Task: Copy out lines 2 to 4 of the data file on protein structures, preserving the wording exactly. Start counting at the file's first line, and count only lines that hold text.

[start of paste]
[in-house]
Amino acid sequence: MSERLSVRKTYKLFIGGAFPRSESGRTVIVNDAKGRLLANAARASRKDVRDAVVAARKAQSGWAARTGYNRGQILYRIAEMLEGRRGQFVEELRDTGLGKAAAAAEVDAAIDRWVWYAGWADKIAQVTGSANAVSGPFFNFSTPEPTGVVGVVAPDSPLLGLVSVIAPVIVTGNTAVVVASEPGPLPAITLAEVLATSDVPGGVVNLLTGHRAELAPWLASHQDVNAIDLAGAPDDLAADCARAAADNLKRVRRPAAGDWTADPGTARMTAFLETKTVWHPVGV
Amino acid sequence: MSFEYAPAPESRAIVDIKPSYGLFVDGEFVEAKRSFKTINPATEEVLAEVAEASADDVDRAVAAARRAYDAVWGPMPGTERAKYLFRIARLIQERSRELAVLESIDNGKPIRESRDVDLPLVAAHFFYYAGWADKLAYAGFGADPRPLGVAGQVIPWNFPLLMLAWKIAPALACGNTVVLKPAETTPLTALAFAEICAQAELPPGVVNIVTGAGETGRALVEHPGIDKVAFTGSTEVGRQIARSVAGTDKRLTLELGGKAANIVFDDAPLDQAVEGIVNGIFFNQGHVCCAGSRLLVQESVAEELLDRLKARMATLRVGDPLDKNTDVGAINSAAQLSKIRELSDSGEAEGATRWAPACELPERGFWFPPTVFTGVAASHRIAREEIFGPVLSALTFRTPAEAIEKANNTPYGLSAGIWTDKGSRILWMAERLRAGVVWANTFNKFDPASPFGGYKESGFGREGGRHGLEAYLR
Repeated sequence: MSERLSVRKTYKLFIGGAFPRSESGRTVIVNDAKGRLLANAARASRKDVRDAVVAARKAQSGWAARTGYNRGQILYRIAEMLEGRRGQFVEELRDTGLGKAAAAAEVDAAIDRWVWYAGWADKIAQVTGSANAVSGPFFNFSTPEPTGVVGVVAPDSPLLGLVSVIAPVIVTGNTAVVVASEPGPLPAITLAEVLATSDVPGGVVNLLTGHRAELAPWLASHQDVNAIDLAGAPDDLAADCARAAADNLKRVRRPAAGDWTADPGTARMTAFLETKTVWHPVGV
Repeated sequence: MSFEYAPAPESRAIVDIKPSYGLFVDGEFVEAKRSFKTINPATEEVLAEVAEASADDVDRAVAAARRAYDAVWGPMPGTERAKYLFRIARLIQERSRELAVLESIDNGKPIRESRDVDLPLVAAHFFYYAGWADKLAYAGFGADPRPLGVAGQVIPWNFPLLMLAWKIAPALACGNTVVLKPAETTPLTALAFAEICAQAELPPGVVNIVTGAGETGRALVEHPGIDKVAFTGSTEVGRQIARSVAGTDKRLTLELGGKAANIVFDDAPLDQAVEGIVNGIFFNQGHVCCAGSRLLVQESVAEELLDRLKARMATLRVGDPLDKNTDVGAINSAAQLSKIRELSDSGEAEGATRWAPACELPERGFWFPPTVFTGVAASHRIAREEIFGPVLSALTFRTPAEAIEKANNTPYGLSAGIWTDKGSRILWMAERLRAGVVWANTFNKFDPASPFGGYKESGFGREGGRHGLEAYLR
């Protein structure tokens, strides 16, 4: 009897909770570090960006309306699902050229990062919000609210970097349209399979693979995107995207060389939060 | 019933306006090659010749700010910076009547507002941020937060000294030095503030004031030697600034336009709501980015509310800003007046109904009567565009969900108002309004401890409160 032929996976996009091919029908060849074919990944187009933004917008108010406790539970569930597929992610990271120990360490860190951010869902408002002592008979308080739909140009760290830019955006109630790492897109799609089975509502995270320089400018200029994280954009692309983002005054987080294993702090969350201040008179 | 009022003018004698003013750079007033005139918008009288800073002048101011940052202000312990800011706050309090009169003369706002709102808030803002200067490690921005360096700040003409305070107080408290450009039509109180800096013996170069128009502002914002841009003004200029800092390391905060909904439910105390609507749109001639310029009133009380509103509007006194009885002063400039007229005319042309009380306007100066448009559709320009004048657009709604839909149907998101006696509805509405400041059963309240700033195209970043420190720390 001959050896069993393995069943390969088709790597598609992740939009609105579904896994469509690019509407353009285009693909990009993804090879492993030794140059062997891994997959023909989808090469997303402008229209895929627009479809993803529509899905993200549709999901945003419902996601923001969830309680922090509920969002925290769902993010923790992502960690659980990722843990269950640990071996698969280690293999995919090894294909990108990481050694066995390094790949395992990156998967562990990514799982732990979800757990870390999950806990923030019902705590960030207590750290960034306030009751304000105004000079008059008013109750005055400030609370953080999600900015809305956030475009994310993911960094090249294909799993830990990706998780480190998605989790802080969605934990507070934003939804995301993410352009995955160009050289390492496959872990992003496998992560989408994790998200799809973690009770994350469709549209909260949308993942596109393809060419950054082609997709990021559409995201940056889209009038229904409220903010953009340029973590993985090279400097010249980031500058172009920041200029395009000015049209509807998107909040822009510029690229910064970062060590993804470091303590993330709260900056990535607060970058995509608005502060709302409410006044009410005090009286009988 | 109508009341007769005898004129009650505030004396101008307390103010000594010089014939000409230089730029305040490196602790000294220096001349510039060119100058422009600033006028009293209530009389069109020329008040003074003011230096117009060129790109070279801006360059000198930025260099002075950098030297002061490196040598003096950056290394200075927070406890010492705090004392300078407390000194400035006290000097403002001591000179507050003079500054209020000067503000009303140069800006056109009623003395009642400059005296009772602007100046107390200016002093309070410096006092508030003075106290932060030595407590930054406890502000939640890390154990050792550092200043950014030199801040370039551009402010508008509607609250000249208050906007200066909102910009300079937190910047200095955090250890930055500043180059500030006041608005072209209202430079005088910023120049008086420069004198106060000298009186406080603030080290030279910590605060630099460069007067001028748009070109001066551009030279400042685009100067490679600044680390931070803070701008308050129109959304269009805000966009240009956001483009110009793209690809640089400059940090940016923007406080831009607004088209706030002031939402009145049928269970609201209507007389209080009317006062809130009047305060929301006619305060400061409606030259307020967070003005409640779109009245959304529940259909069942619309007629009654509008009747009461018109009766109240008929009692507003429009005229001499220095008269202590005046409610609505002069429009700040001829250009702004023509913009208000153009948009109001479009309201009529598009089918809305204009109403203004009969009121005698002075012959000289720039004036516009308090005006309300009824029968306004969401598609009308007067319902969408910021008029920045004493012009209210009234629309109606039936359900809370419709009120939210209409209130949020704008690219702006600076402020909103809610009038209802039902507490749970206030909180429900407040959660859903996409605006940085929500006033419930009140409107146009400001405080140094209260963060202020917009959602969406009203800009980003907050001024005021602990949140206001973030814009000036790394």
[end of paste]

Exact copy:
Amino acid sequence: MSERLSVRKTYKLFIGGAFPRSESGRTVIVNDAKGRLLANAARASRKDVRDAVVAARKAQSGWAARTGYNRGQILYRIAEMLEGRRGQFVEELRDTGLGKAAAAAEVDAAIDRWVWYAGWADKIAQVTGSANAVSGPFFNFSTPEPTGVVGVVAPDSPLLGLVSVIAPVIVTGNTAVVVASEPGPLPAITLAEVLATSDVPGGVVNLLTGHRAELAPWLASHQDVNAIDLAGAPDDLAADCARAAADNLKRVRRPAAGDWTADPGTARMTAFLETKTVWHPVGV
Amino acid sequence: MSFEYAPAPESRAIVDIKPSYGLFVDGEFVEAKRSFKTINPATEEVLAEVAEASADDVDRAVAAARRAYDAVWGPMPGTERAKYLFRIARLIQERSRELAVLESIDNGKPIRESRDVDLPLVAAHFFYYAGWADKLAYAGFGADPRPLGVAGQVIPWNFPLLMLAWKIAPALACGNTVVLKPAETTPLTALAFAEICAQAELPPGVVNIVTGAGETGRALVEHPGIDKVAFTGSTEVGRQIARSVAGTDKRLTLELGGKAANIVFDDAPLDQAVEGIVNGIFFNQGHVCCAGSRLLVQESVAEELLDRLKARMATLRVGDPLDKNTDVGAINSAAQLSKIRELSDSGEAEGATRWAPACELPERGFWFPPTVFTGVAASHRIAREEIFGPVLSALTFRTPAEAIEKANNTPYGLSAGIWTDKGSRILWMAERLRAGVVWANTFNKFDPASPFGGYKESGFGREGGRHGLEAYLR
Repeated sequence: MSERLSVRKTYKLFIGGAFPRSESGRTVIVNDAKGRLLANAARASRKDVRDAVVAARKAQSGWAARTGYNRGQILYRIAEMLEGRRGQFVEELRDTGLGKAAAAAEVDAAIDRWVWYAGWADKIAQVTGSANAVSGPFFNFSTPEPTGVVGVVAPDSPLLGLVSVIAPVIVTGNTAVVVASEPGPLPAITLAEVLATSDVPGGVVNLLTGHRAELAPWLASHQDVNAIDLAGAPDDLAADCARAAADNLKRVRRPAAGDWTADPGTARMTAFLETKTVWHPVGV